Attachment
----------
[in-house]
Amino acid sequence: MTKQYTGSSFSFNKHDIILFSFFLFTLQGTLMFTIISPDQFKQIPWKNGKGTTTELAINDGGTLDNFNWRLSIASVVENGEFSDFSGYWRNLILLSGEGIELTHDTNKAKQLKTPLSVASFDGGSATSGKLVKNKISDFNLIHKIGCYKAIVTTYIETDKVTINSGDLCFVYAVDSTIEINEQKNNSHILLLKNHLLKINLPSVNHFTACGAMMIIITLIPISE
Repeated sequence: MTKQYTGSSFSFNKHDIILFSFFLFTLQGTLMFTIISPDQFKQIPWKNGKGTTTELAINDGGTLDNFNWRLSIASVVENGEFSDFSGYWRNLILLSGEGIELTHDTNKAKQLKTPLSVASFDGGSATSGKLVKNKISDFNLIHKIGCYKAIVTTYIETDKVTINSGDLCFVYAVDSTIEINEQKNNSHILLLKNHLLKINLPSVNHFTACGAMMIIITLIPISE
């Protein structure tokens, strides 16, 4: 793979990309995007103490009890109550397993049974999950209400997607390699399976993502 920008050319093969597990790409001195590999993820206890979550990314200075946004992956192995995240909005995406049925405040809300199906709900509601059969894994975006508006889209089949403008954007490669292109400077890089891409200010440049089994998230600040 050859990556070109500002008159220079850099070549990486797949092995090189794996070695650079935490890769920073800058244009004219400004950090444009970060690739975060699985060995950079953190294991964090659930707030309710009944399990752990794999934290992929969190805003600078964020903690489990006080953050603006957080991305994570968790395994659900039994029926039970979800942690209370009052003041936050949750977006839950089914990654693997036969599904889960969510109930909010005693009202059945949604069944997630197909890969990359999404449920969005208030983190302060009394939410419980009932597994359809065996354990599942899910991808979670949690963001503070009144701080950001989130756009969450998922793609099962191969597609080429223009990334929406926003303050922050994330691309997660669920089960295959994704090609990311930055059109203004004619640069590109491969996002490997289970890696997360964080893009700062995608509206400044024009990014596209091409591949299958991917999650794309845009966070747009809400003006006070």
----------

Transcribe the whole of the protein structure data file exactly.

[in-house]
Amino acid sequence: MTKQYTGSSFSFNKHDIILFSFFLFTLQGTLMFTIISPDQFKQIPWKNGKGTTTELAINDGGTLDNFNWRLSIASVVENGEFSDFSGYWRNLILLSGEGIELTHDTNKAKQLKTPLSVASFDGGSATSGKLVKNKISDFNLIHKIGCYKAIVTTYIETDKVTINSGDLCFVYAVDSTIEINEQKNNSHILLLKNHLLKINLPSVNHFTACGAMMIIITLIPISE
Repeated sequence: MTKQYTGSSFSFNKHDIILFSFFLFTLQGTLMFTIISPDQFKQIPWKNGKGTTTELAINDGGTLDNFNWRLSIASVVENGEFSDFSGYWRNLILLSGEGIELTHDTNKAKQLKTPLSVASFDGGSATSGKLVKNKISDFNLIHKIGCYKAIVTTYIETDKVTINSGDLCFVYAVDSTIEINEQKNNSHILLLKNHLLKINLPSVNHFTACGAMMIIITLIPISE
């Protein structure tokens, strides 16, 4: 793979990309995007103490009890109550397993049974999950209400997607390699399976993502 920008050319093969597990790409001195590999993820206890979550990314200075946004992956192995995240909005995406049925405040809300199906709900509601059969894994975006508006889209089949403008954007490669292109400077890089891409200010440049089994998230600040 050859990556070109500002008159220079850099070549990486797949092995090189794996070695650079935490890769920073800058244009004219400004950090444009970060690739975060699985060995950079953190294991964090659930707030309710009944399990752990794999934290992929969190805003600078964020903690489990006080953050603006957080991305994570968790395994659900039994029926039970979800942690209370009052003041936050949750977006839950089914990654693997036969599904889960969510109930909010005693009202059945949604069944997630197909890969990359999404449920969005208030983190302060009394939410419980009932597994359809065996354990599942899910991808979670949690963001503070009144701080950001989130756009969450998922793609099962191969597609080429223009990334929406926003303050922050994330691309997660669920089960295959994704090609990311930055059109203004004619640069590109491969996002490997289970890696997360964080893009700062995608509206400044024009990014596209091409591949299958991917999650794309845009966070747009809400003006006070």